You Can’t Print Real Wealth
You Can’t Print Real Wealth by Bill Bonner – Bonner and Partners
Bitcoin rose another $1,000 in the last 24 hours. Whoopee!
What’s going on? Yesterday, we described an Extremely Simple Pattern (ESP).
You put “money” into an economy and prices float up. Take it away, and prices fall.
Prices float on a sea of liquidity. Which prices rise depends on where the money flows.
Open the dikes into the consumer economy, as Lyndon Johnson did with his Vietnam War and Great Society programs, and consumer prices tend to rise. Direct the money to Wall Street – by buying bonds from big banks and other financial institutions via QE, as Greenspan, Bernanke, and Yellen have done – and it tends to drive up asset prices.
Either way, there is no reason to believe that just adding “money” – dollars, euro, or bitcoin – adds to real wealth. Real wealth must be earned… by someone.
It can’t be printed.
Nobody complains when asset prices are rising… at least not the people who own the assets. But here’s another important ESP: When fake money causes Wall Street to go up, Main Street goes down… and vice versa.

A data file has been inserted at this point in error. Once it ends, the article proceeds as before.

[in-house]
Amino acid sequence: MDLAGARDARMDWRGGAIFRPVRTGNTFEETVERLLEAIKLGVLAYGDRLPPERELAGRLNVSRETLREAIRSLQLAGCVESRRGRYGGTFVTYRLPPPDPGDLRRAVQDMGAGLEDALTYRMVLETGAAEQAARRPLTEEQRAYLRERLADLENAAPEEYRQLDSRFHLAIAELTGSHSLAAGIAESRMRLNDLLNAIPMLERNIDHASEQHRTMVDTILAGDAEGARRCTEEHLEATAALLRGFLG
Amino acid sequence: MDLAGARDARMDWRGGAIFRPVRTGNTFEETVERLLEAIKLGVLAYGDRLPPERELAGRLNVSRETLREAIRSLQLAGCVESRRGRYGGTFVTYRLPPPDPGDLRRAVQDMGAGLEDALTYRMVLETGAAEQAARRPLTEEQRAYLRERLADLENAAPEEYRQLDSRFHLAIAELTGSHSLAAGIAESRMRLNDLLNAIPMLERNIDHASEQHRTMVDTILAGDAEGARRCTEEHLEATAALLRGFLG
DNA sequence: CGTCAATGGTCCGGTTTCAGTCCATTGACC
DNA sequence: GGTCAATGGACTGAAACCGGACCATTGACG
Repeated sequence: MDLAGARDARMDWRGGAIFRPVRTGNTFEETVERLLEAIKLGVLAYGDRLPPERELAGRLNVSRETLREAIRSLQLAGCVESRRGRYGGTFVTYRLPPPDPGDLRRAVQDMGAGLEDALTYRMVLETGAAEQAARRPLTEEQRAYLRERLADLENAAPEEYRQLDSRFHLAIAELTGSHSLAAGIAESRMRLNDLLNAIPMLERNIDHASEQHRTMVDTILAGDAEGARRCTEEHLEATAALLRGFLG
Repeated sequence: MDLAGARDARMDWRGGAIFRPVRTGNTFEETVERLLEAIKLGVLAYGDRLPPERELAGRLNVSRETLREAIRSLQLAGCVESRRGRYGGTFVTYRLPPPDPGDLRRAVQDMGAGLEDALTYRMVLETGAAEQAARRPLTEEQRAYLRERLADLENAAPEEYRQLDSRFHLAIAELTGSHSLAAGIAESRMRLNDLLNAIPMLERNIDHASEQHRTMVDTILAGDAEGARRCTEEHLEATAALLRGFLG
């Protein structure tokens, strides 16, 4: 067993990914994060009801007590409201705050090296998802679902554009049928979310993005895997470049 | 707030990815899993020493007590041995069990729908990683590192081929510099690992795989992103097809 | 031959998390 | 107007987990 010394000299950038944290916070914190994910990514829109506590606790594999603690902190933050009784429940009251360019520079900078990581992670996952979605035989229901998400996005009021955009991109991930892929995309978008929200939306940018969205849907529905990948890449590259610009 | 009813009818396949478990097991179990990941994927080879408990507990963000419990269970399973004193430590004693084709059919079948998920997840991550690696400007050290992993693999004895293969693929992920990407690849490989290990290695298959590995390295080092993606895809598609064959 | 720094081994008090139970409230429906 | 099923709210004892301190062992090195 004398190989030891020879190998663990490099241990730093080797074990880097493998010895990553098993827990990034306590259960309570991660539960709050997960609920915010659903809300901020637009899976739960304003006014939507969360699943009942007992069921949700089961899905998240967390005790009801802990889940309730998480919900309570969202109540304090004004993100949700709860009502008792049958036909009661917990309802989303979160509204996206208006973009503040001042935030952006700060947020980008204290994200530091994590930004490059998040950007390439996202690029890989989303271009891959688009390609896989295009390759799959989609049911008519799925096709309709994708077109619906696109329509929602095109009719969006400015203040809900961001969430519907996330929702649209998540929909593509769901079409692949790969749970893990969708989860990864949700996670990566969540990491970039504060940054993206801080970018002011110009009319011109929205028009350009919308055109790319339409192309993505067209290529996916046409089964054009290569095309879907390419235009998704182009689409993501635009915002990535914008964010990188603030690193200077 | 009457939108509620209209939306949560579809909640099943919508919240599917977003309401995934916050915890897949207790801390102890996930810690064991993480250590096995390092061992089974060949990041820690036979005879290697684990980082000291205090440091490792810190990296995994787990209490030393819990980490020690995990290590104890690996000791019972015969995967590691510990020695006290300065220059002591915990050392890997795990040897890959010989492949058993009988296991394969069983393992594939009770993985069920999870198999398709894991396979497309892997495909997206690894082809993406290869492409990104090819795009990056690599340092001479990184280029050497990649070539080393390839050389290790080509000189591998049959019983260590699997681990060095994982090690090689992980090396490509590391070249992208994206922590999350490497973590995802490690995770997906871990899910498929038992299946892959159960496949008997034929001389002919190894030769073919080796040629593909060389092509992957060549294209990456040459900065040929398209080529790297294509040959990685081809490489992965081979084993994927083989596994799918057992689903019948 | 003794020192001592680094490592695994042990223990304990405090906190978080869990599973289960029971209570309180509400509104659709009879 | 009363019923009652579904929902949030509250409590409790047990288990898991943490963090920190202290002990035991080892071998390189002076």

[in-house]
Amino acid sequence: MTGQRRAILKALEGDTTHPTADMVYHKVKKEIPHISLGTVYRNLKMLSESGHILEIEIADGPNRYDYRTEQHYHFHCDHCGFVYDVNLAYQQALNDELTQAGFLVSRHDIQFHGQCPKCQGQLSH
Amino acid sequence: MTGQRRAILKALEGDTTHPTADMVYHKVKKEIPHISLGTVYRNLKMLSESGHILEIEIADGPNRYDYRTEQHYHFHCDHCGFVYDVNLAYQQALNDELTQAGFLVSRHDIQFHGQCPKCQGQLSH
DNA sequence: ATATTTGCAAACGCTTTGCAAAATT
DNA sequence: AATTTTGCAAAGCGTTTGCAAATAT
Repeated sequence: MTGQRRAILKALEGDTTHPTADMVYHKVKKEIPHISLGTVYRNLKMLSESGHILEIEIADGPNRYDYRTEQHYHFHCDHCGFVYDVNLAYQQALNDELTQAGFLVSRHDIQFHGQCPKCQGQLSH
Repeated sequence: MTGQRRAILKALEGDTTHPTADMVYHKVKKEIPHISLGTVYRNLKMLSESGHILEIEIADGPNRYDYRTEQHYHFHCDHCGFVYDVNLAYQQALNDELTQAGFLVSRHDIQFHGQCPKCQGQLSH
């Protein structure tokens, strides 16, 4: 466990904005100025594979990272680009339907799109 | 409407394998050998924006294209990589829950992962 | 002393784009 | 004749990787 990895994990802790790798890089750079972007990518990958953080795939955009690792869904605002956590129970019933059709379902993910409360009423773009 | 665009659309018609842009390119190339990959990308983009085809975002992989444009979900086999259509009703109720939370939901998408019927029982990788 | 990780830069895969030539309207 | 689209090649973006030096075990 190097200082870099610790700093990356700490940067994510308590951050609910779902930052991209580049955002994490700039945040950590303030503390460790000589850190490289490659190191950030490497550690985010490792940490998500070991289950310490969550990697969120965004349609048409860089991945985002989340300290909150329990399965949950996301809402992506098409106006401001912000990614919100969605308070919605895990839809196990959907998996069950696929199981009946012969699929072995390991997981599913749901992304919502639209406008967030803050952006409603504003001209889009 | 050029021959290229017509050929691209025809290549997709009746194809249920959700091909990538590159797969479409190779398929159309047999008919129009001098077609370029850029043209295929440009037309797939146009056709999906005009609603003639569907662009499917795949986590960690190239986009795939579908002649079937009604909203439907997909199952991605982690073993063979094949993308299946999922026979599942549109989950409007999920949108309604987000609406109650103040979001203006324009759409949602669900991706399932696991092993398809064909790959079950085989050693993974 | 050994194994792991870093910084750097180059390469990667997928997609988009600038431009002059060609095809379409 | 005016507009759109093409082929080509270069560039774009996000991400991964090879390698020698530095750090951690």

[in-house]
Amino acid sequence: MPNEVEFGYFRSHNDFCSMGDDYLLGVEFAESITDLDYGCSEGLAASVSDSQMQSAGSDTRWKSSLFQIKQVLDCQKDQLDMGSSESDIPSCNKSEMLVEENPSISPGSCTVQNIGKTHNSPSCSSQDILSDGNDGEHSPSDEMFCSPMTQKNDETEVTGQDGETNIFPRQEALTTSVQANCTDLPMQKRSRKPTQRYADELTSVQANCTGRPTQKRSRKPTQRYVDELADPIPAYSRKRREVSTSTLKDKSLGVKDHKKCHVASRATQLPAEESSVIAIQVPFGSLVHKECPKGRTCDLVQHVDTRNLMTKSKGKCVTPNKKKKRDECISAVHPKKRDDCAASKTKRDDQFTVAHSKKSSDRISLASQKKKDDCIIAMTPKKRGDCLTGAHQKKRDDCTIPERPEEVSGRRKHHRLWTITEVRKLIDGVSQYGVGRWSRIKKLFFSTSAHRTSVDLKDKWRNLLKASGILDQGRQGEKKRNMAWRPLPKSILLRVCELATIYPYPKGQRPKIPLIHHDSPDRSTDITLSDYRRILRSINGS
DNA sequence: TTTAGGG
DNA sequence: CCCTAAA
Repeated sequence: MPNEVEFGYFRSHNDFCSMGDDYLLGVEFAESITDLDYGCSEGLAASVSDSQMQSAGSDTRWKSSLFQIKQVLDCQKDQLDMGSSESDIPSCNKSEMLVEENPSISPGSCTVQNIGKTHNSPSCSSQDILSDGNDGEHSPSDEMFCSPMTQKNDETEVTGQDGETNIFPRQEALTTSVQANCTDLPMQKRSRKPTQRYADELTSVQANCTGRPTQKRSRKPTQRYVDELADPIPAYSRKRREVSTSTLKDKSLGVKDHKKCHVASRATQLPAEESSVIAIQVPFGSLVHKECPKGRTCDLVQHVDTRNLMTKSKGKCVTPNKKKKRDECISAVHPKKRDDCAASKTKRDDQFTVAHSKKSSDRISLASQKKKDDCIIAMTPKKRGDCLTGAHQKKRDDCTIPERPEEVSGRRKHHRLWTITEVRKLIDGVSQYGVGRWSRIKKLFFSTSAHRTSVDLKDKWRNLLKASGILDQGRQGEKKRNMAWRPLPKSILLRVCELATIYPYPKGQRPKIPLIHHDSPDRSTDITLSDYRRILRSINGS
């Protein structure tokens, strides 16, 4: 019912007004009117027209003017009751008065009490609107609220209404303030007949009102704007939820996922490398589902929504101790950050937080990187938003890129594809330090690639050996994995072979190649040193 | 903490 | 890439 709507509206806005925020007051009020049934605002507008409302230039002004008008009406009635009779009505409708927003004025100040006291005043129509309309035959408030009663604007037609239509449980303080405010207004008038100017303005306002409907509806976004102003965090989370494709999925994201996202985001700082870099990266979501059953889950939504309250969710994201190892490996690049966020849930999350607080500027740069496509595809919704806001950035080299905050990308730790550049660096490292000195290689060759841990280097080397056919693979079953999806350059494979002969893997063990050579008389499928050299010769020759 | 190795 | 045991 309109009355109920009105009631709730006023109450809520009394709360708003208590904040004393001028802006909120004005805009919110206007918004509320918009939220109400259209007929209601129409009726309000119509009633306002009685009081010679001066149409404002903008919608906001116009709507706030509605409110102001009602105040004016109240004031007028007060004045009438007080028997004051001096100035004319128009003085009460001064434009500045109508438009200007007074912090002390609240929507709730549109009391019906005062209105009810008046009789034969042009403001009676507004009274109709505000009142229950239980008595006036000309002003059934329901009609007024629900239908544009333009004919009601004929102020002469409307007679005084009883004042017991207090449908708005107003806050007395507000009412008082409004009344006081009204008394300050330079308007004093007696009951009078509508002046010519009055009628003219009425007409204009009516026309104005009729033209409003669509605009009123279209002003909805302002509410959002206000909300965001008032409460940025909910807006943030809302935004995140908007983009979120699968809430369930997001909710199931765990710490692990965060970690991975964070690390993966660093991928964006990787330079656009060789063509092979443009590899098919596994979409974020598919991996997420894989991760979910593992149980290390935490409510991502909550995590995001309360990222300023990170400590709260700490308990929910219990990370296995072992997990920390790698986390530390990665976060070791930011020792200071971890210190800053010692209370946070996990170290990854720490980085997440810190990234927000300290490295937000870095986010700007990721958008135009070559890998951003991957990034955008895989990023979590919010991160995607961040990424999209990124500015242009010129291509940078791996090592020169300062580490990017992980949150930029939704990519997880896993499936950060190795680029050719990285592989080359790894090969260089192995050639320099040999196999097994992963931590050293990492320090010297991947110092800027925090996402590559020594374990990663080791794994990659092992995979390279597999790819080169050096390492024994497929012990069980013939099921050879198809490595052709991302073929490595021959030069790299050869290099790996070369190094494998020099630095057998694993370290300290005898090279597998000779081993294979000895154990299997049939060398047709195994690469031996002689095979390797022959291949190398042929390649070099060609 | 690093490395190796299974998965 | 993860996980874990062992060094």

Real wealth is a win-win for everyone. But fake money is win-lose; you only gain wealth by taking it from someone else.
The consumer price inflation of the ’60s and ’70s caused a selloff in stocks and bonds, reaching a bottom in 1982. Main Street “won.” Wall Street “lost.”
Now, the situation has reversed. The money flows to Wall Street… we’re near a top for stocks and bonds… and Main Street sinks. The “One Percent” build their palaces in Aspen, Colorado, and Greenwich, Connecticut… while in the mill towns of Ohio and the hill towns of Missouri, people get poorer.
We have it on the authority of The Wall Street Journal:
Dollar General is expanding because rural America is struggling. With its convenient locations for frugal shoppers, it has become one of the most profitable retailers in the U.S. and a lifeline for lower-income customers bypassed by other major chains. […]
The more the rural U.S. struggles, company officials said, the more places Dollar General has found to prosper. “The economy is continuing to create more of our core customer,” Chief Executive Todd Vasos said in an interview at the company’s Goodlettsville, Tennessee, headquarters.
Well, God bless the bubble economy! It’s creating more customers for low-end retail stores.